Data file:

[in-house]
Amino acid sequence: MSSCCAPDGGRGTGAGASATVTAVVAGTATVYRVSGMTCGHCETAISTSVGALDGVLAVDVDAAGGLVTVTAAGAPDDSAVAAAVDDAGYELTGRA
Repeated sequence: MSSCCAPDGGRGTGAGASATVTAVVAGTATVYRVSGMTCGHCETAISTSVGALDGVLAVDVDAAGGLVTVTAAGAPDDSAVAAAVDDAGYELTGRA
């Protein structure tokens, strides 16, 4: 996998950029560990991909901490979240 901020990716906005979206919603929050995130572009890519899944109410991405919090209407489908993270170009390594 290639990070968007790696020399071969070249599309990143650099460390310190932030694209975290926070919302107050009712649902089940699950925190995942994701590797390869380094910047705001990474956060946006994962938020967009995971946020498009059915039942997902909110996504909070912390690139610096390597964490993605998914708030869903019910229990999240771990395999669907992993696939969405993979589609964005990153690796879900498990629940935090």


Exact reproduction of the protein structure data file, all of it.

[in-house]
Amino acid sequence: MSSCCAPDGGRGTGAGASATVTAVVAGTATVYRVSGMTCGHCETAISTSVGALDGVLAVDVDAAGGLVTVTAAGAPDDSAVAAAVDDAGYELTGRA
Repeated sequence: MSSCCAPDGGRGTGAGASATVTAVVAGTATVYRVSGMTCGHCETAISTSVGALDGVLAVDVDAAGGLVTVTAAGAPDDSAVAAAVDDAGYELTGRA
């Protein structure tokens, strides 16, 4: 996998950029560990991909901490979240 901020990716906005979206919603929050995130572009890519899944109410991405919090209407489908993270170009390594 290639990070968007790696020399071969070249599309990143650099460390310190932030694209975290926070919302107050009712649902089940699950925190995942994701590797390869380094910047705001990474956060946006994962938020967009995971946020498009059915039942997902909110996504909070912390690139610096390597964490993605998914708030869903019910229990999240771990395999669907992993696939969405993979589609964005990153690796879900498990629940935090």